Action Statement 1: Individual perspectives and life circumstances of Aboriginal and Torres Strait Islander people to be considered

Many different attitudes, expectations and self-beliefs were identified that can either facilitate or inhibit physical activity and sport participation. Physical activity needs to fit in with people’s daily lives and individual circumstances. These circumstances include health issues and socioeconomic issues. In urban areas, self-motivation made participation more achievable. But a lack of self-motivation was a deterrent in all geographic locations.

Action Statement 2: Promoting the overall health and individual benefits of physical activity and addressing participation challenges

People described a desire to improve their health as a motivation to do physical activity and sports. However, health or physical problems hindered participation. This means that it is necessary to come up with strategies to overcome these obstacles. People also described being motivated to participate because they enjoy the physical activity. However, injury or illness was also described as a hindrance.

Action Statement 3: Recognize the importance of family and cultural ties

Providing opportunities for positive relationships with family, peers, and networks can help people engage in physical activity and sports. Family commitments, including child care, were a common obstacle. Racism was also a hindrance. But the importance and impact of family, friends, community members and role models was very clear.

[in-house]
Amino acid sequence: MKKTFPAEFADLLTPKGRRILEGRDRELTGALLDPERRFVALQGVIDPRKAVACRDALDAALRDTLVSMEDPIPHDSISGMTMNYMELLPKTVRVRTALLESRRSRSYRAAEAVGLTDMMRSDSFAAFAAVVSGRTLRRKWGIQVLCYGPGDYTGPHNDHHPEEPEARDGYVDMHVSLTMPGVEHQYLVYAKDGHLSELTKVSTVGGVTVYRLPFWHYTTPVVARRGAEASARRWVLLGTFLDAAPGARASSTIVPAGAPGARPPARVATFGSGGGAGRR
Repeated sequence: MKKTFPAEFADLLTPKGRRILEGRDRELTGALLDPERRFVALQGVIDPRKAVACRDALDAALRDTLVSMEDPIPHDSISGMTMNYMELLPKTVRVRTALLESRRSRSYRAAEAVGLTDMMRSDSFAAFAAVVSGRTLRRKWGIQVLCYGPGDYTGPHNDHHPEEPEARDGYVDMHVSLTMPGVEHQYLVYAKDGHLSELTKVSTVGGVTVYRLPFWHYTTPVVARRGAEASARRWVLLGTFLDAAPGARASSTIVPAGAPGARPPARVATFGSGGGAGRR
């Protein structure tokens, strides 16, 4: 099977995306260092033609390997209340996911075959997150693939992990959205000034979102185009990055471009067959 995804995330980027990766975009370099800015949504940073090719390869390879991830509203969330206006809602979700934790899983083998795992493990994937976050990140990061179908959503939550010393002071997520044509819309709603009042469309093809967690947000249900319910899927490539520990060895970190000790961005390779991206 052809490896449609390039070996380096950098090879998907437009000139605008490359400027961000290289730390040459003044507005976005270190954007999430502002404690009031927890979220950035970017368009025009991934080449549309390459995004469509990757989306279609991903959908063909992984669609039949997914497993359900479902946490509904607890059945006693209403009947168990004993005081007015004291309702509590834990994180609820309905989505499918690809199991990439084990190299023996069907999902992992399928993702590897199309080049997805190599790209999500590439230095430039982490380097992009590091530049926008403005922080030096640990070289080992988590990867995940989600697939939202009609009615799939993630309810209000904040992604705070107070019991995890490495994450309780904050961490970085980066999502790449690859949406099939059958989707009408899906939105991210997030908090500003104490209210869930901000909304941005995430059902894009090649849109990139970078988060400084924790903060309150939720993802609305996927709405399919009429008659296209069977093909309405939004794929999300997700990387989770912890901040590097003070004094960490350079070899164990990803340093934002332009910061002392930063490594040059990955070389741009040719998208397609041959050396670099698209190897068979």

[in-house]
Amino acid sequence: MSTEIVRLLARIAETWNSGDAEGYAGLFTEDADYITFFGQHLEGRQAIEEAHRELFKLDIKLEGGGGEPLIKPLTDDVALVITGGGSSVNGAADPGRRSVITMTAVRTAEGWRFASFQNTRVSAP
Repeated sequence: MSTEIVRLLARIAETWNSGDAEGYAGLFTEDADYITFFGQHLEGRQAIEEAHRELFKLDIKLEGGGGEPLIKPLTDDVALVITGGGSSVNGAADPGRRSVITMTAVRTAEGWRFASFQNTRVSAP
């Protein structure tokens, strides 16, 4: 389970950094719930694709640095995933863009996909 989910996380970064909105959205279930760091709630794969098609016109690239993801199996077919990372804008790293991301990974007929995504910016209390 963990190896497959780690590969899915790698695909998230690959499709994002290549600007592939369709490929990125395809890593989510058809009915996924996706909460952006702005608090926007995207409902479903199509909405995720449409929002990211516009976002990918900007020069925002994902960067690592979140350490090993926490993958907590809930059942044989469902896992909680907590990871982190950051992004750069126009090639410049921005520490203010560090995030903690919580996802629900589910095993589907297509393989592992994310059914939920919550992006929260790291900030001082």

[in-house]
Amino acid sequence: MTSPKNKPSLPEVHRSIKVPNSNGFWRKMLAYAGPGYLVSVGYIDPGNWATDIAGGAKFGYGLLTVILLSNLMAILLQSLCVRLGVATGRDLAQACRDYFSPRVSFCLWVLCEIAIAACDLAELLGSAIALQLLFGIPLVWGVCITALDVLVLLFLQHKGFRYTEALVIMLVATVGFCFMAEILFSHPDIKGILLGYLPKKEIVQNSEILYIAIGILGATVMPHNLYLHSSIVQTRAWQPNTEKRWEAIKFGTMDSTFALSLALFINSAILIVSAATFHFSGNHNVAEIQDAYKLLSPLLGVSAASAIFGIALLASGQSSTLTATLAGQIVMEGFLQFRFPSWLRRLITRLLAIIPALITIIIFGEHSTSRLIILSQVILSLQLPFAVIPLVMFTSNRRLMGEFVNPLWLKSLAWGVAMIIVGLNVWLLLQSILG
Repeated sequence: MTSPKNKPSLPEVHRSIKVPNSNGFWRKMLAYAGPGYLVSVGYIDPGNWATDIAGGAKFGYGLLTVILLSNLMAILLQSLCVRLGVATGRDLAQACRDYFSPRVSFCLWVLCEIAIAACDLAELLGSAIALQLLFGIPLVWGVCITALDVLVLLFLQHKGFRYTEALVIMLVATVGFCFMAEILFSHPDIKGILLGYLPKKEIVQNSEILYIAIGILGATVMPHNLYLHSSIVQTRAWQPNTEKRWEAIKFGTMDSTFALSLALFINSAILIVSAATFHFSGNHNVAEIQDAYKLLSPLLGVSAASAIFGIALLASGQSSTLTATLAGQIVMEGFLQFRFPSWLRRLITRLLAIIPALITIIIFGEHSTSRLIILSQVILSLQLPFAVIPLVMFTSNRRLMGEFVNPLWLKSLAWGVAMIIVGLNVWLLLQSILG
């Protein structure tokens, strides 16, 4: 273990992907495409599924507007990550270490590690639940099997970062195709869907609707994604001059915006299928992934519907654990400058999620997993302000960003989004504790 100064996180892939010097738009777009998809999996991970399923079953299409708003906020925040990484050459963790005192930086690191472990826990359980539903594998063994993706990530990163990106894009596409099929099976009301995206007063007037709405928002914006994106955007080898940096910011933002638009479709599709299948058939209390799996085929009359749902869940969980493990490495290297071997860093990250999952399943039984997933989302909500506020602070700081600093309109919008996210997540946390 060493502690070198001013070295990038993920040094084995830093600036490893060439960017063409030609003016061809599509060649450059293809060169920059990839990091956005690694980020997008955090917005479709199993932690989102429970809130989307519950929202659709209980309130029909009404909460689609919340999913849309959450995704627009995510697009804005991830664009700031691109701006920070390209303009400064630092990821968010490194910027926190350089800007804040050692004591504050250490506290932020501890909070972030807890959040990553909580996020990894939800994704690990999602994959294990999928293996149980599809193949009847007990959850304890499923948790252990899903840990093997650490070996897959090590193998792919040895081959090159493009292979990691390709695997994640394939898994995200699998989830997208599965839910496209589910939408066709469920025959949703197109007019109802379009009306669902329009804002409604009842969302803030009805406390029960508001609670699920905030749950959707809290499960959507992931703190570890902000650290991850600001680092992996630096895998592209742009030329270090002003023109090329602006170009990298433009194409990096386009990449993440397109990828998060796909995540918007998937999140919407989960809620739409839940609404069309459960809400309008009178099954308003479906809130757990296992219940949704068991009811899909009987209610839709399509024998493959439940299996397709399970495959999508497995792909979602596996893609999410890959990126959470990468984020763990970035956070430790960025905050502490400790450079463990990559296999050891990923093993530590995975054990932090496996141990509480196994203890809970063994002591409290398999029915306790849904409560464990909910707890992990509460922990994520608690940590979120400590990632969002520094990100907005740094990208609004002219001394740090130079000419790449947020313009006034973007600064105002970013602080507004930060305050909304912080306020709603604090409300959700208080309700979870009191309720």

Action Statement 4: Respect relationships with culture and support communities to be supportive, safe and well resourced

At the community level, infrastructure and neighborhood security are important factors. Community ties also play an important role that can help or hinder physical activity participation. Connecting to culture and having access to culturally safe places and activities is also important.

Action Statement 5: Physical activity and sport programs must be sustainably funded and open to the needs and expectations of participants

Programs must accommodate the needs and expectations of Aboriginal and Torres Strait Islander people. Programs that are cost-free, have a structure, provide transportation and childcare and that are professionally delivered and streamlined were attractive.

Aboriginal youth playing football in Darwin.
Aboriginal youth playing football in Darwin.
Neda Vanovak / AAP

Next Step

Future decisions regarding Aboriginal and Torres Strait Islander physical activity and sport need to be made in partnership with Aboriginal and Torres Strait Islander peoples. It is also important to acknowledge the diversity in the various Aboriginal and Torres Strait Islander cultures. Decisions should be in line with local views and customs.

Future research may evaluate the impact of future programs, or changes to current programs. In this way, we can best understand the benefits of physical activity and sport for Aboriginal and Torres Strait Islander people and increase future opportunities.

This article is republished from – The Conversation – Read the – original article.

Nation World News Desk
Nation World News Desk